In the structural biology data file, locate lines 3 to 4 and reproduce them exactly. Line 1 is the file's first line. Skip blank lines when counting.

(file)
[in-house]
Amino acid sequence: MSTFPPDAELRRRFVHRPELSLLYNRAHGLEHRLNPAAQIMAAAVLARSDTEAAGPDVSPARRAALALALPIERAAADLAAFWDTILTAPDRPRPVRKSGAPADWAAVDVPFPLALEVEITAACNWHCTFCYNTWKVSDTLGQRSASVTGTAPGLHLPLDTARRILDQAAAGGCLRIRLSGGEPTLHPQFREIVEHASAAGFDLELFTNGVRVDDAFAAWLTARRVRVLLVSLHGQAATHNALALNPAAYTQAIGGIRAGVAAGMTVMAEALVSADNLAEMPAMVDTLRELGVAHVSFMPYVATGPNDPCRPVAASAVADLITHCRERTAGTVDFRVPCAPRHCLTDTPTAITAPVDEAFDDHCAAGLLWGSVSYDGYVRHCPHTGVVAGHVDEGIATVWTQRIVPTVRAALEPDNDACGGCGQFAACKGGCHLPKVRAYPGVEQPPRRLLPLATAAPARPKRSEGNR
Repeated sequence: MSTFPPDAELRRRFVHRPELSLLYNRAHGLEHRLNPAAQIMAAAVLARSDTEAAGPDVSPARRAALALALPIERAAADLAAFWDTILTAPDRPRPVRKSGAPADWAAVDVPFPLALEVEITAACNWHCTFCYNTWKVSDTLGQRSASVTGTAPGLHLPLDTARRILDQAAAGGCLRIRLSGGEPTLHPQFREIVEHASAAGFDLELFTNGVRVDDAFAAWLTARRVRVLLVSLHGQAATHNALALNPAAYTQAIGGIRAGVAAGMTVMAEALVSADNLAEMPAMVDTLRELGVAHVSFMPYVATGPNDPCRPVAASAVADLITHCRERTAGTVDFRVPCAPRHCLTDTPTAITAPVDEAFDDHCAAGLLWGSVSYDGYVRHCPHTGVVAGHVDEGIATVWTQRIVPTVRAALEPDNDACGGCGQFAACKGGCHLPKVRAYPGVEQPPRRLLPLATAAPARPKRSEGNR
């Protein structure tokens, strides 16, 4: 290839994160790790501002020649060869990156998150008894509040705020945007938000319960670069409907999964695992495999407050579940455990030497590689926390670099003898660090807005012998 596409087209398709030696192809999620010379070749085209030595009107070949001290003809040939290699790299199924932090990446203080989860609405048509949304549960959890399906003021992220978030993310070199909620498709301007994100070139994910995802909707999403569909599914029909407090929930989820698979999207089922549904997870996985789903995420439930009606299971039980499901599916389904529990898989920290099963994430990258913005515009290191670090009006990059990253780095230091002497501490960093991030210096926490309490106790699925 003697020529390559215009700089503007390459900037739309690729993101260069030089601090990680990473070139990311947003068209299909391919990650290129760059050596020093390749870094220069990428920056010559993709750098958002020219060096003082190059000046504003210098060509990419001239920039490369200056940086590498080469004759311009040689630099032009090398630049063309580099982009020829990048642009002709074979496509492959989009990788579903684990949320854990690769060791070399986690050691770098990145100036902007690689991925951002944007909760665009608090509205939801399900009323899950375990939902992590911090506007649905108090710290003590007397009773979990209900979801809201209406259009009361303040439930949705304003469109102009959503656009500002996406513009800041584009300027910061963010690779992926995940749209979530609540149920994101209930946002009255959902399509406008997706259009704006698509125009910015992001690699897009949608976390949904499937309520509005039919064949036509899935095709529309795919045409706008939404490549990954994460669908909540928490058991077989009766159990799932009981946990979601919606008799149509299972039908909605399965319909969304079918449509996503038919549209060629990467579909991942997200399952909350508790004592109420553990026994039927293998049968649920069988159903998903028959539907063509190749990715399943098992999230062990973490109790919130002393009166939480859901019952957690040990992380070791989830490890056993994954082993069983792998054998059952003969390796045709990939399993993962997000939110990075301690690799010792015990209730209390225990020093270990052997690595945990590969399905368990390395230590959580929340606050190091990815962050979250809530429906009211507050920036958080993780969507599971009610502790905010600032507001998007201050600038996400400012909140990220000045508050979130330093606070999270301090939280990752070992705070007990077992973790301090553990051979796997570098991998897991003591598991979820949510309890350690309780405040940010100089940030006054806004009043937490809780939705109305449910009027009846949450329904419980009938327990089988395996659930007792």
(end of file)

Repeated sequence: MSTFPPDAELRRRFVHRPELSLLYNRAHGLEHRLNPAAQIMAAAVLARSDTEAAGPDVSPARRAALALALPIERAAADLAAFWDTILTAPDRPRPVRKSGAPADWAAVDVPFPLALEVEITAACNWHCTFCYNTWKVSDTLGQRSASVTGTAPGLHLPLDTARRILDQAAAGGCLRIRLSGGEPTLHPQFREIVEHASAAGFDLELFTNGVRVDDAFAAWLTARRVRVLLVSLHGQAATHNALALNPAAYTQAIGGIRAGVAAGMTVMAEALVSADNLAEMPAMVDTLRELGVAHVSFMPYVATGPNDPCRPVAASAVADLITHCRERTAGTVDFRVPCAPRHCLTDTPTAITAPVDEAFDDHCAAGLLWGSVSYDGYVRHCPHTGVVAGHVDEGIATVWTQRIVPTVRAALEPDNDACGGCGQFAACKGGCHLPKVRAYPGVEQPPRRLLPLATAAPARPKRSEGNR
């Protein structure tokens, strides 16, 4: 290839994160790790501002020649060869990156998150008894509040705020945007938000319960670069409907999964695992495999407050579940455990030497590689926390670099003898660090807005012998 596409087209398709030696192809999620010379070749085209030595009107070949001290003809040939290699790299199924932090990446203080989860609405048509949304549960959890399906003021992220978030993310070199909620498709301007994100070139994910995802909707999403569909599914029909407090929930989820698979999207089922549904997870996985789903995420439930009606299971039980499901599916389904529990898989920290099963994430990258913005515009290191670090009006990059990253780095230091002497501490960093991030210096926490309490106790699925 003697020529390559215009700089503007390459900037739309690729993101260069030089601090990680990473070139990311947003068209299909391919990650290129760059050596020093390749870094220069990428920056010559993709750098958002020219060096003082190059000046504003210098060509990419001239920039490369200056940086590498080469004759311009040689630099032009090398630049063309580099982009020829990048642009002709074979496509492959989009990788579903684990949320854990690769060791070399986690050691770098990145100036902007690689991925951002944007909760665009608090509205939801399900009323899950375990939902992590911090506007649905108090710290003590007397009773979990209900979801809201209406259009009361303040439930949705304003469109102009959503656009500002996406513009800041584009300027910061963010690779992926995940749209979530609540149920994101209930946002009255959902399509406008997706259009704006698509125009910015992001690699897009949608976390949904499937309520509005039919064949036509899935095709529309795919045409706008939404490549990954994460669908909540928490058991077989009766159990799932009981946990979601919606008799149509299972039908909605399965319909969304079918449509996503038919549209060629990467579909991942997200399952909350508790004592109420553990026994039927293998049968649920069988159903998903028959539907063509190749990715399943098992999230062990973490109790919130002393009166939480859901019952957690040990992380070791989830490890056993994954082993069983792998054998059952003969390796045709990939399993993962997000939110990075301690690799010792015990209730209390225990020093270990052997690595945990590969399905368990390395230590959580929340606050190091990815962050979250809530429906009211507050920036958080993780969507599971009610502790905010600032507001998007201050600038996400400012909140990220000045508050979130330093606070999270301090939280990752070992705070007990077992973790301090553990051979796997570098991998897991003591598991979820949510309890350690309780405040940010100089940030006054806004009043937490809780939705109305449910009027009846949450329904419980009938327990089988395996659930007792």